Missed Opportunity

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The vast and highly significant Police Precinct of over 7000 square metres at 45 Henderson Street, Fremantle, has been sold.

The asking price of $5.95 million plus GST gives freehold possession of seven buildings of varying age and importance, but includes the former heritage courthouse and heritage barracks, in a prime location near the World Heritage listed Fremantle Prison, King’s Square, and Fremantle Markets.

The sale at such a reasonable price was a missed opportunity, one that Fremantle Council should have grabbed with both arms.

Instead Fremantle Council are stuck in a disastrous business plan with the developer Sirona.

The Fremantle Society wrote to all members last week outlining serious concerns with the King’s Square Business Plan which basically sells $50 million of ratepayer assets to developer Sirona for $29 million. Then, council intends building a $50 million administration centre for the mayor, councillors, and officers in King’s Square, thus destroying King’s Square and turning it into a triangle. After all that, the ratepayers will be left with massive debt for decades.

The Fremantle Society is demanding accountability for such a flawed business plan. The plan was supposed to be the catalyst for revitalisation, but in effect, it has wasted millions of dollars and years of time. The mayor and councillors are directly responsible for the seriously flawed plan.

Under no circumstances should the business plan be extended after the May 10 end of agreement with Sirona.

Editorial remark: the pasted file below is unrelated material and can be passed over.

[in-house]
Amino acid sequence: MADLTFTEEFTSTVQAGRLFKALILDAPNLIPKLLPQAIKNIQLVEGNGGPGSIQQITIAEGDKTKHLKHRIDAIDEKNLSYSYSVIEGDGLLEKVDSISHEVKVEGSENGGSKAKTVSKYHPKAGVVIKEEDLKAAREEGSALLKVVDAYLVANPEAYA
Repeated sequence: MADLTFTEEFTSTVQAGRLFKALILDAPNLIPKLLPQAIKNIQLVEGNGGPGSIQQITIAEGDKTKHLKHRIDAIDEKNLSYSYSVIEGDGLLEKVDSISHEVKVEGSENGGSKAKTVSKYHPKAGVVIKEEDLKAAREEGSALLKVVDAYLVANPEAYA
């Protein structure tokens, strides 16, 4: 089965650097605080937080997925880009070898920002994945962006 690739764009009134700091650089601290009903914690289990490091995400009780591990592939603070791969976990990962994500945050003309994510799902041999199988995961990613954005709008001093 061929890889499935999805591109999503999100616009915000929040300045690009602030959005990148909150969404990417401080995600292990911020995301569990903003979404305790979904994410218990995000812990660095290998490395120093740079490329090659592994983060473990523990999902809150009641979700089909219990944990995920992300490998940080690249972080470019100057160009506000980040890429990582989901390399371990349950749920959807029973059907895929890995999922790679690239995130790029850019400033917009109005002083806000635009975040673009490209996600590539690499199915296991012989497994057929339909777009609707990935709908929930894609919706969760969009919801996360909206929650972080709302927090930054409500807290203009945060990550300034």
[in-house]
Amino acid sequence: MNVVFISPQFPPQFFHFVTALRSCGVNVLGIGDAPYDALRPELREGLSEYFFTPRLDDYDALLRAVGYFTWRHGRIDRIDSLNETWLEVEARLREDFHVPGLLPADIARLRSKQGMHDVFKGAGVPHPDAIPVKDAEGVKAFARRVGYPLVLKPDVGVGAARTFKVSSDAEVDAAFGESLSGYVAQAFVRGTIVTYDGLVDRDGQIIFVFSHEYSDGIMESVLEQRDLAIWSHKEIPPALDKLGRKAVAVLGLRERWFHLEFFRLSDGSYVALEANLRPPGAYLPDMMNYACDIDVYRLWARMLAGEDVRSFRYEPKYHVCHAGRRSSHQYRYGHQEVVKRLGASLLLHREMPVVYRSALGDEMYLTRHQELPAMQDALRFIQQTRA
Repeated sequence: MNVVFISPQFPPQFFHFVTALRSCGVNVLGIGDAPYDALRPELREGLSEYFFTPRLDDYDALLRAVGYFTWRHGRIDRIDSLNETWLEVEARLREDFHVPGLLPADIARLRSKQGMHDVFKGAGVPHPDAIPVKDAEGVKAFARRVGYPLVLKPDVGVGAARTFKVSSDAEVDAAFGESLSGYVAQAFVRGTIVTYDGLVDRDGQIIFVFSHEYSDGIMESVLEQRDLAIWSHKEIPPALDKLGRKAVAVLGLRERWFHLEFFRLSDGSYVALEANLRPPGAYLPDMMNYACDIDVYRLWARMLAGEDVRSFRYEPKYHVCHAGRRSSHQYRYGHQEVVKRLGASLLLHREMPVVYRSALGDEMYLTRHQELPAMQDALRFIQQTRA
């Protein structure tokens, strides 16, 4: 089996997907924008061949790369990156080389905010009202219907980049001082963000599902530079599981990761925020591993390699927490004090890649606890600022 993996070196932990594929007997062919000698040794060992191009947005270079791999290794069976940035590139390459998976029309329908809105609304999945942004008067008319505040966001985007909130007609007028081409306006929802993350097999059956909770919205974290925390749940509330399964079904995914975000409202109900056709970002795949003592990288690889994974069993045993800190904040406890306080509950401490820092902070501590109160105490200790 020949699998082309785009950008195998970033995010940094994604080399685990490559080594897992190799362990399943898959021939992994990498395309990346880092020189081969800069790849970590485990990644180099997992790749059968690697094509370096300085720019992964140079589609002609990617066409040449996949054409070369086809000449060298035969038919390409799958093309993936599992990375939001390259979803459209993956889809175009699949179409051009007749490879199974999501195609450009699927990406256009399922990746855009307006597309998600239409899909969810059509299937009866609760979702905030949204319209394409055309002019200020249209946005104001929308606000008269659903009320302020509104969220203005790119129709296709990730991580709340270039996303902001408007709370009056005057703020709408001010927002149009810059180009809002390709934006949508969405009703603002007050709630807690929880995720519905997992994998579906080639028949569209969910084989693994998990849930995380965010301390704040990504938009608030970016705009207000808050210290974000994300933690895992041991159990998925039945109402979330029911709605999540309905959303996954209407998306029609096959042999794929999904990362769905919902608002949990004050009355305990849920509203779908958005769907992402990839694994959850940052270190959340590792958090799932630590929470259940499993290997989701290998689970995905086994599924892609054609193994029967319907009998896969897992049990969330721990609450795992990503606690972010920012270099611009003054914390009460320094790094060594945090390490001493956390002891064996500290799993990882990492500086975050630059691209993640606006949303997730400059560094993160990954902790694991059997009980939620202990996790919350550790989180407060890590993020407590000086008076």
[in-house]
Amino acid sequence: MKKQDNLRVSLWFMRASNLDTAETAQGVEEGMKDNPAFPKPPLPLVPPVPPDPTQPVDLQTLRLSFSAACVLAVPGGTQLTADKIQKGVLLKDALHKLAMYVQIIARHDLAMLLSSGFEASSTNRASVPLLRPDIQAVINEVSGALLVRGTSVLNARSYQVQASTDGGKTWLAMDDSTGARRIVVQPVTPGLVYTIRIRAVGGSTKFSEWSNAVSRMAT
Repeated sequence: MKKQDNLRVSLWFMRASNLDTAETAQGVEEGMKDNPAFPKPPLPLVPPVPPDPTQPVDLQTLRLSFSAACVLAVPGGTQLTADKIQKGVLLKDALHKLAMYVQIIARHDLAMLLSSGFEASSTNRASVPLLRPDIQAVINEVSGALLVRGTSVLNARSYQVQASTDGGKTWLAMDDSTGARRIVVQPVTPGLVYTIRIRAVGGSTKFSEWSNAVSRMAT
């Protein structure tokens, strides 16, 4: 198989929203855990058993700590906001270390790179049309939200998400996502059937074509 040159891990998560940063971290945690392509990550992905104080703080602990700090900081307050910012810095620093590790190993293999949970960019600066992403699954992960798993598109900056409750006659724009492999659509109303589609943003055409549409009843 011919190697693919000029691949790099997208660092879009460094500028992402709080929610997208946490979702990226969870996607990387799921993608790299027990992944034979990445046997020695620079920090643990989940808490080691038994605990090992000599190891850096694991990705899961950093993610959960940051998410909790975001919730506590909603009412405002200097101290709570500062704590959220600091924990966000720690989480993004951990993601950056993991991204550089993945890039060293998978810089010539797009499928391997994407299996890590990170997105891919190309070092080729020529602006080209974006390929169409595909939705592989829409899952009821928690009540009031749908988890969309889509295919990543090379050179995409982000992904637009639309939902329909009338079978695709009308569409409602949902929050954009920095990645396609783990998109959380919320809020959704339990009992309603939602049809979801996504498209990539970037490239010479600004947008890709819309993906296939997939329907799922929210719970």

A new vision is needed for the town centre.

The Fremantle Society is working with prominent architects and planners to present a better vision for King’s Square and the surrounding area, and that will be published in the next couple of weeks.

The vision sees King’s Square becoming a true civic square, better design and use outcomes for council owned Queensgate, and for example, better options for the Spicer site (the car park opposite the Henderson Street warders’ cottages that the council intends selling to Sirona) to give enhanced linkages between the Cappuccino Strip, Markets, Prison, Police Precinct, and King’s Square.

Fremantle deserves a town centre designed for the public good, not for developers’ greed.


The Yagan Memorial is an artwork created for the City of Swan to honour the memory of the Aboriginal Warrior Yagan, the son of Midgigoroo and Moyran. Nyoongar artists who created the art works for the Memorial Site are Sandra Hill and Peter Farmer. The art works for the Yagan Memorial Park were designed by Peter Framer, Kylie Ricks and Sandra Hill. Jenny Dawson of J SHED ART STUDIO (from Fremantle) assisted Sandra with the major story wall works. Working team members are Tracie Pushman, Laurel Nannup and Ellen McFetridge. Roman Antoniuk built the rammed earth walls and Peter Zuvela documented photographically the entire artwork process and participated in the installation all of the artworks on the walls.

The Memorial Park is situated at Lot 39 West Swan Road, Swan Valley, Australia.

Yagan was a very important representative of the Beeliar People which includes Walyalup (modern Fremantle, in some sources referred to as Manjaree – West End of Fremantle, Arthur Head). He was instrumental in trying to forge good working relations with the first white settlers of the Swan River Colony in Western Australia.

Entry Statement to the Site by Sandra Hill

The work has several rammed earth curved walls that were fabricated at the beginning of the pathway leading into the Memorial site. A feature is the visual timeline etched into clay tablets that meander along the full length of the walls. They are reminiscent of the Waugal moving in and out of the land as well as acting as a connecting feature for the Burial Site. The walls, gradually grade down until they disappear back into the earth.